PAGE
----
On one of my trawls through the Kindle 'recommended for you' titles was a book I'd never seen, by a guy I'd never heard of, written 24 years before I was born. Manuel J Smith wrote a text called "When I say no, I feel guilty" first published in 1975. Now even though it was last updated around the time Saigon became Ho Chi Minh City, it's just as relevant today as it was back then. Technology changes, but people stay the same.

In his work, Manuel talks about assertiveness as an alternative to the passive/aggressive routine most humans succumb to. He defines assertiveness as a way of communication that enables you to express your needs, opinions, and emotions while respecting the rights of others.

Easier said than done, right?

One tool of understanding assertiveness was to look inwards before looking out. Manuel crafted what is beautifully titled the "Bill of Assertive Rights".

However, some of the language has since dated. So, I've refreshed the rules to match the modern world and my own biases. These are eight rules for assertiveness that will kick that passive-aggressive asshole to the kerb, make you more confident in your ability to communicate, and stop you resenting yourself and others.

Without further ado, I present ...

THE BILL OF ASSERTIVE RIGHTS!

Rule 1. You have the right to your thoughts, behaviour, and emotions, and you must take responsibility for the consequences of these thoughts and actions.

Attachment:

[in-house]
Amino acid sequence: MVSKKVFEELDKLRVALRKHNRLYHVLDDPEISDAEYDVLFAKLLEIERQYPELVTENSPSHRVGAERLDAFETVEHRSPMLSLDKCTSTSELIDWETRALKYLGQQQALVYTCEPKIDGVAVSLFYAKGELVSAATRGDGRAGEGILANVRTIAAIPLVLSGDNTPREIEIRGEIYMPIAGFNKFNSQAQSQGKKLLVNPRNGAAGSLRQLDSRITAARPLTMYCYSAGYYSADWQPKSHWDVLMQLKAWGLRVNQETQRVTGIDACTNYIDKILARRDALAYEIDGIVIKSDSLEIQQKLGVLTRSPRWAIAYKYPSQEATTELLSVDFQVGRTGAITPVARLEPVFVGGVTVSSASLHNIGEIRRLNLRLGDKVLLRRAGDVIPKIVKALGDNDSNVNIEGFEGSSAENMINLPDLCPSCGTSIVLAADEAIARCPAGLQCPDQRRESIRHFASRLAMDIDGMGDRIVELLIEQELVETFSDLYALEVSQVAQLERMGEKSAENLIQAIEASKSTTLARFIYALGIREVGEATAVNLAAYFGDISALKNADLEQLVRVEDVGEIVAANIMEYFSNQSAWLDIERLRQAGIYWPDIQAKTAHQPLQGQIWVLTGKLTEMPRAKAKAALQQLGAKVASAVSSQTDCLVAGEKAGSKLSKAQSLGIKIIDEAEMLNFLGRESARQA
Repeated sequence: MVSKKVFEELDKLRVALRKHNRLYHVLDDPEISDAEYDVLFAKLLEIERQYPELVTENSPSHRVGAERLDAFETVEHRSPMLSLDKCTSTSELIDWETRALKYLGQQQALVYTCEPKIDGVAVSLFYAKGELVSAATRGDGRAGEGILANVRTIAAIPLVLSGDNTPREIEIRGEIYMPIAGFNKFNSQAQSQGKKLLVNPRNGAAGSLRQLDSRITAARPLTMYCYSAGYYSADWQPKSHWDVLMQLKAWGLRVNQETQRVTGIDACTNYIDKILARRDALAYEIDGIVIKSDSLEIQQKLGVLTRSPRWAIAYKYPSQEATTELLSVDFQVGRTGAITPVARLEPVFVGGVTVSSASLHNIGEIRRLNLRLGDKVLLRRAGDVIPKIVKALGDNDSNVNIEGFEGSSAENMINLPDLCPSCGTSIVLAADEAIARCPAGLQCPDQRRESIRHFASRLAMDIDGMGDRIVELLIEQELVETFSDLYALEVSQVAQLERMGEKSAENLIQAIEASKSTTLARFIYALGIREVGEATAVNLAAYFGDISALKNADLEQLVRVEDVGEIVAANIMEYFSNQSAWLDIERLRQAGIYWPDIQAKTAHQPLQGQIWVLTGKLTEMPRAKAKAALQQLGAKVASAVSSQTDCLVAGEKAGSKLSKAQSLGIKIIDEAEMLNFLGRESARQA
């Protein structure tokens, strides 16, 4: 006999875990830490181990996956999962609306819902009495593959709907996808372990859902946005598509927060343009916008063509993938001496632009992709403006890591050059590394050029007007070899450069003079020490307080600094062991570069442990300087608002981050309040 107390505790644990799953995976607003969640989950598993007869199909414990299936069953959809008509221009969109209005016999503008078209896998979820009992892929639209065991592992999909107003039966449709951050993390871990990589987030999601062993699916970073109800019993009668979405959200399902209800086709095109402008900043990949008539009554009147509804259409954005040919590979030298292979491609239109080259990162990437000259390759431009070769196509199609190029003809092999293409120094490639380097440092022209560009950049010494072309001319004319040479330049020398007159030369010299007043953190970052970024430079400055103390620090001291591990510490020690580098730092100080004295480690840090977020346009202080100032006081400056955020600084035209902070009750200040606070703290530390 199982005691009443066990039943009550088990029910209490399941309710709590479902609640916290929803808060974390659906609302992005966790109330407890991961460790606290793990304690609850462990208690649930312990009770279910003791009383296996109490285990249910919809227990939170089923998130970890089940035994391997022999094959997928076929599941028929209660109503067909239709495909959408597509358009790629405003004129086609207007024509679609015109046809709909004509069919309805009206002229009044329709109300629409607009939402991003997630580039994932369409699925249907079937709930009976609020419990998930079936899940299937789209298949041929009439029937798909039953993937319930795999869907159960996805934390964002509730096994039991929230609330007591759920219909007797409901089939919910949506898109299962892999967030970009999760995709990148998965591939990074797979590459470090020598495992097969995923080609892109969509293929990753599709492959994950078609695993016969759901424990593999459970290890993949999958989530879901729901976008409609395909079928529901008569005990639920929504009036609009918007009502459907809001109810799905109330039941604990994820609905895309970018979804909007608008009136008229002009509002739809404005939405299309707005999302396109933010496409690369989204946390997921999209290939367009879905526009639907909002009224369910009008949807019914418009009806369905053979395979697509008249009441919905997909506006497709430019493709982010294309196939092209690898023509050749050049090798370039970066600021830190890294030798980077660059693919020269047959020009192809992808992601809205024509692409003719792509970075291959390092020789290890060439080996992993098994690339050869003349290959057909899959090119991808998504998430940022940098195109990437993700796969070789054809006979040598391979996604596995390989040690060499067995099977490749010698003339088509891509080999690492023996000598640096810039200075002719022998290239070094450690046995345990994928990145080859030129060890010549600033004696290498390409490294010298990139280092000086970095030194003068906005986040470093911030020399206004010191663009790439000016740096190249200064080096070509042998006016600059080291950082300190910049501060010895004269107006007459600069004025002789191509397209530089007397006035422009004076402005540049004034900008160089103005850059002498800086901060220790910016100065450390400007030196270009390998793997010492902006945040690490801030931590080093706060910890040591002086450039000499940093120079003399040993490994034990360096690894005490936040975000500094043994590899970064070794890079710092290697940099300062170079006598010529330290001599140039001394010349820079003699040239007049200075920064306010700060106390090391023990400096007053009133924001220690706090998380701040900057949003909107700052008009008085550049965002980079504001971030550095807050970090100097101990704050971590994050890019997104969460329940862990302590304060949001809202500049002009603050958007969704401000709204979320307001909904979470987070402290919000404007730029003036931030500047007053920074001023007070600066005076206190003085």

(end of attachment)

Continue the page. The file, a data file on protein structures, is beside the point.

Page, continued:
In an ideal world, every human would speak their mind while being respectful of others. You may not agree with what someone says, but you would assert your disagreement, accept that they are entitled to their opinion, and you would agree to disagree. The world would be happy.

In today's politically correct environment, swathes of easily offended puff cakes are seeking to get hurt over every little comment. I've done my fair share of offending people and will continue to do so because I passionately believe in saying what needs to be said, not what people want to hear.

However, it is up to me to be respectful of others' rights, and if I do cross a line, I need to wear the consequences of that. None of this 'drop a grenade and bug out' crap. If you want to have the ability to assert yourself effectively, you need to own whatever may come as a result, good or bad.

Shoot your shot. Speak your truth. Whatever you want to call it.

Rule 2. You have the right to say no.

There is nothing wrong with saying no. No to that coffee catch up, to that speaking engagement, to that piece of work, to anything. It is well within your right to assert yourself, and say no.

In his book "Anything You Want", Derek Sivers provides a life-changing philosophy.

If it's not a hell yes, it's a no.

I know it's a sensitive topic for some, but this is immensely powerful in the realm of dating. I genuinely enjoy the process of dating - getting to know someone, the ins and outs of their hobbies, their passions, and dislikes. But let's face it; you can tell on a first date whether you're into someone or not. It truly is a hell yes, or a no. There is no ifs or maybes. If it's not a "hell yes", it's a "no". You can drag it out for weeks or months, but in the end, you knew on day one.

So instead of saying "hey that was great, let's catch up again" while secretly wanting to bolt away, be honest and assert yourself. "It was nice meeting you, but I'm not feeling a spark here. I wish you good fortune in the dates to come." Yes, I lifted a line from Game of Thrones. Anyways, it may seem harsh, but you have a right to say no at any time, which leads into ...

Rule 3. You have the right to offer no reasons, excuses, or justifications for your behaviour.

You don't need to justify yourself to anyone but yourself. Sure, there may be consequences for saying a flat no to something, but you don't owe anyone anything.